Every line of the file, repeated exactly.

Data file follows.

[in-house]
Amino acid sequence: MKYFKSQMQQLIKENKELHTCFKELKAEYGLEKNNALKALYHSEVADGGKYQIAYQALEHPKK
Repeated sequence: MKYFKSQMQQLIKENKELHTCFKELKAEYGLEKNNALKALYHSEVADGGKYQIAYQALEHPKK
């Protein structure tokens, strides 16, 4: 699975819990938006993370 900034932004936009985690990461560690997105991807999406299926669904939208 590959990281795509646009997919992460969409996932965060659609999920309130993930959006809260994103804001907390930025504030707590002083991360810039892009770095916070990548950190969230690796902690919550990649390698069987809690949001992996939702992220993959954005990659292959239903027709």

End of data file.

[in-house]
Amino acid sequence: MKYFKSQMQQLIKENKELHTCFKELKAEYGLEKNNALKALYHSEVADGGKYQIAYQALEHPKK
Repeated sequence: MKYFKSQMQQLIKENKELHTCFKELKAEYGLEKNNALKALYHSEVADGGKYQIAYQALEHPKK
């Protein structure tokens, strides 16, 4: 699975819990938006993370 900034932004936009985690990461560690997105991807999406299926669904939208 590959990281795509646009997919992460969409996932965060659609999920309130993930959006809260994103804001907390930025504030707590002083991360810039892009770095916070990548950190969230690796902690919550990649390698069987809690949001992996939702992220993959954005990659292959239903027709």